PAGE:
We are super excited about the next generations of HTML5 and Flash.  Together they offer developers and content publishers great options for delivering compelling web and application experiences across PCs and devices.  There is already amazing work being done that is pushing the newest boundaries, and we can't wait to see what is still yet to come!


-----Original Message-----
From: Museums Computer Group [mailto:[log in to unmask]] On Behalf Of kwatson
Sent: Wednesday, January 04, 2012 3:43 PM
To: [log in to unmask]
Subject: Re: Android tablets for Museum terminals?

that's not quite right, Adobe have introduced Flash Builder for mobile devices, haven't got far into it, but it looks promising. 

Also have on good authority from an adobe employee that Flash will continue with HTML 5 capabilities.

regards
Keith

On 4 Jan 2012, at 10:23, Joe Cutting wrote:

> >>
> Please note, in December Adobe announced that they would be 
> discontinuing Mobile Flash in favour of having their tools become the premier HTML5 editing suite for mobile devices.
> 
> It is not recommended that anyone build new sites using Flash for 
> mobile platforms.  Similar news has leaked from Microsoft that likely Silverlight is also on the way out.
> >>
> They're discontinuing the mobile version so that they can concentrate resources on the version which makes Apps for Android and iOs. This means that Flash is still a pretty good option for museum terminals whether you're running them on a PC, Android tablet or iPad.
> If you want to make a website which is viewable on a mobile device (rather than an App)  then HTML is the way to go but at the moment HTML is slower than Flash so you won't be able to do anything too resource hungry - particularly on a mobile device. The development tools for HTML are also currently less well developed so development will take longer, although this may change. There's a whole list of pros and cons depending on what you want to do but there definitely isn't a clear winner which applies in every situation.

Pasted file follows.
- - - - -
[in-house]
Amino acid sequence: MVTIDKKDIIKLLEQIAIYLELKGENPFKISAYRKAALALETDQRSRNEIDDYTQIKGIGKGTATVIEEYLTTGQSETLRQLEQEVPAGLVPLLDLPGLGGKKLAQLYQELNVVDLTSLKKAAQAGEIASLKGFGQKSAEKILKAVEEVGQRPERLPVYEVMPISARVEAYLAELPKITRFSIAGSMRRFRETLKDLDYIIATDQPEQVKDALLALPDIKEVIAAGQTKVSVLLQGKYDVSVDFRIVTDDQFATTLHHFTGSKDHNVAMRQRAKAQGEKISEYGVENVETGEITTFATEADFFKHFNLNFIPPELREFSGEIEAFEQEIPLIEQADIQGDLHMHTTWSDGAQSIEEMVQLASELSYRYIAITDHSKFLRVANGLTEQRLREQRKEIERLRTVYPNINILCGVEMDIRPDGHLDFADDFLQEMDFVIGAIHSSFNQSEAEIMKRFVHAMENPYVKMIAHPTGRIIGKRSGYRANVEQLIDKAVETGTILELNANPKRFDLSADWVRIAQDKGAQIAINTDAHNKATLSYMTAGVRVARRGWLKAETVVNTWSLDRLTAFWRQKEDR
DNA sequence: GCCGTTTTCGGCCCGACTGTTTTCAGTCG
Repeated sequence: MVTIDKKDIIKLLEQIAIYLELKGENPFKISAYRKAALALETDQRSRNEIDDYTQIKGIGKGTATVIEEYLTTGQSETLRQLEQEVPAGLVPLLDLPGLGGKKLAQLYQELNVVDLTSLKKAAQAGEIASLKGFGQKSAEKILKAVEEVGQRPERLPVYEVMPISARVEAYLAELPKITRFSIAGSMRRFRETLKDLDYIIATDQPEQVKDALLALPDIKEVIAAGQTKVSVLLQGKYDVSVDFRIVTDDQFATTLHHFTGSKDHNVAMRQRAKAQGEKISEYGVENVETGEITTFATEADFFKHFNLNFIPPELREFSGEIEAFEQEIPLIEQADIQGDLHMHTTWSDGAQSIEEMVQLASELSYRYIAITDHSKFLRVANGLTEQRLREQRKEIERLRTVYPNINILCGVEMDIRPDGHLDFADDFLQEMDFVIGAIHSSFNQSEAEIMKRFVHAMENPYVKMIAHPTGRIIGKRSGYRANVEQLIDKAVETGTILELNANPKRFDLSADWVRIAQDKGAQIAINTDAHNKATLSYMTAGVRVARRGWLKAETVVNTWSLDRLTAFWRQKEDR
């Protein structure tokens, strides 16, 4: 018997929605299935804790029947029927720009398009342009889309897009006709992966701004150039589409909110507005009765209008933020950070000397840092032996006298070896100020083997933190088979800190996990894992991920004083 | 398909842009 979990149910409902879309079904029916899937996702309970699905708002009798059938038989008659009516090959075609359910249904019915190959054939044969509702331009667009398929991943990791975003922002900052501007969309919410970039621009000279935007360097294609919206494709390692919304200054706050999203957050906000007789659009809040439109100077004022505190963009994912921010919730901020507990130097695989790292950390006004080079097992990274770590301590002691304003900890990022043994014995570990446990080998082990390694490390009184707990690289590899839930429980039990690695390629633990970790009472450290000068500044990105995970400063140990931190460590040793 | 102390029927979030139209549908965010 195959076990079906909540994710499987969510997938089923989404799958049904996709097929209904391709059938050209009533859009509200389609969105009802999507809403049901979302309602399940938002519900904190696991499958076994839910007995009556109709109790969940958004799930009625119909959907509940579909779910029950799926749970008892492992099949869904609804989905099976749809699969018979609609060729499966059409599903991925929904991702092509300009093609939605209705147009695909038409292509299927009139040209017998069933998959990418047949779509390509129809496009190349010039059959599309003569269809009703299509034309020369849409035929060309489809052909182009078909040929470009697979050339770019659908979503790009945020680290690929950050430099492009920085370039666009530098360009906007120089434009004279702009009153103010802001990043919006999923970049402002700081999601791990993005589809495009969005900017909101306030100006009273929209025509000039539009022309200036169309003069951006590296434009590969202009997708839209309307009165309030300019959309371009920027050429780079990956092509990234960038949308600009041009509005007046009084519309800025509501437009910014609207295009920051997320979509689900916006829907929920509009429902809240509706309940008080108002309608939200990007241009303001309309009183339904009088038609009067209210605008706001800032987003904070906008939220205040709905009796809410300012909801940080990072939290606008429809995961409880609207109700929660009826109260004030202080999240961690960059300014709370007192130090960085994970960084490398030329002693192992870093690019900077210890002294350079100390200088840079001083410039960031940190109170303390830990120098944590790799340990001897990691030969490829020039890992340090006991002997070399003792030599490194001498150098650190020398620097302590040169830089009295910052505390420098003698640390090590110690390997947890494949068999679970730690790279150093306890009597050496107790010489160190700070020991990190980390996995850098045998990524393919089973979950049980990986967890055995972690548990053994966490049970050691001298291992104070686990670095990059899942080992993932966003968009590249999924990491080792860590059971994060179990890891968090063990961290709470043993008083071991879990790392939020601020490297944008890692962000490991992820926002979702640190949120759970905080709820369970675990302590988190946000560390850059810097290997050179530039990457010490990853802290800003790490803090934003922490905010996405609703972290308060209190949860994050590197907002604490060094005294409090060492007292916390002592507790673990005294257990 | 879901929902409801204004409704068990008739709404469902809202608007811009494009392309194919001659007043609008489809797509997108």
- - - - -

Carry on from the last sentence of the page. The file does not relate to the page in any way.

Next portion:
> 
> I've also been following the Raspberry Pi development with a lot of interest and think its a great idea. I'm also concerned that someone will ask me to use one for a touchscreen terminal. They are very low powered devices - the processor is similar to a sub 100 mobile phone and museum terminal software written for one would take twice as long to make something half as good. If you only want one or two terminals and you're spending 1000's for your software development using a Raspberry PI to save yourself 200 on the computer doesn't make much sense.
> 
> As Eric says, it might make more sense for video but you'd want to do some quality tests to make sure the Raspberry Pi video was as good as a dedicated player like a Brightsign (<http://pixels.uk.com/products/BrightSign/HD110.htm>http://pixels.uk.com/products/BrightSign/HD110.htm) before making a final decision. Particularly if you've spent several thousand on getting the video made.
> 
> Cheers
> 
> Joe
> 
> 
> 
> Joe Cutting
> Digital exhibits and installations
> www.joecutting.com
> 35 Hospital Fields Road, York, YO10 4DZ
> 01904 624681
> 
> ****************************************************************
>      website:  http://museumscomputergroup.org.uk/
>      Twitter:  http://www.twitter.com/ukmcg
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> [un]subscribe:  http://museumscomputergroup.org.uk/email-list/
> ****************************************************************


Regards
Keith Watson
[log in to unmask]
+44 (0) 7802 74 84 84
skype: kw1330